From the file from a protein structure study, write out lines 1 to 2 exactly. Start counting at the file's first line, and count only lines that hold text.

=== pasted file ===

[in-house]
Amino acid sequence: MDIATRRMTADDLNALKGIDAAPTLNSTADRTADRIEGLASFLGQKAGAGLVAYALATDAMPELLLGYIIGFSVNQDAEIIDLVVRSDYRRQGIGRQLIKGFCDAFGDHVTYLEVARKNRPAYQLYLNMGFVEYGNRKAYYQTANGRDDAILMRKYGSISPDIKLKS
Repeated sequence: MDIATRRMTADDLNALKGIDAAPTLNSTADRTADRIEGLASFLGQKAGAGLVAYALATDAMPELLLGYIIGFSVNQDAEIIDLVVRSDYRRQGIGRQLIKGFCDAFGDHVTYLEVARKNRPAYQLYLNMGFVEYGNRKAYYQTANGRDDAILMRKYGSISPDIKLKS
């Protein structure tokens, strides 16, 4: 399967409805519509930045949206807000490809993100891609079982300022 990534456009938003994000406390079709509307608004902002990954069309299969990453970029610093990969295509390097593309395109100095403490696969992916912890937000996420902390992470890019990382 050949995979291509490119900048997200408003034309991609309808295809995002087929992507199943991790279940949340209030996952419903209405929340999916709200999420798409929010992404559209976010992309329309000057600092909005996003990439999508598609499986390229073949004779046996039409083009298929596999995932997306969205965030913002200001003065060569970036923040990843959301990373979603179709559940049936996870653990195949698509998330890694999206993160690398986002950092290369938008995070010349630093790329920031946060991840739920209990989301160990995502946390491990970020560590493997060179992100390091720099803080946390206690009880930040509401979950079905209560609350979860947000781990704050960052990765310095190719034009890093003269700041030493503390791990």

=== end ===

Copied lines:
[in-house]
Amino acid sequence: MDIATRRMTADDLNALKGIDAAPTLNSTADRTADRIEGLASFLGQKAGAGLVAYALATDAMPELLLGYIIGFSVNQDAEIIDLVVRSDYRRQGIGRQLIKGFCDAFGDHVTYLEVARKNRPAYQLYLNMGFVEYGNRKAYYQTANGRDDAILMRKYGSISPDIKLKS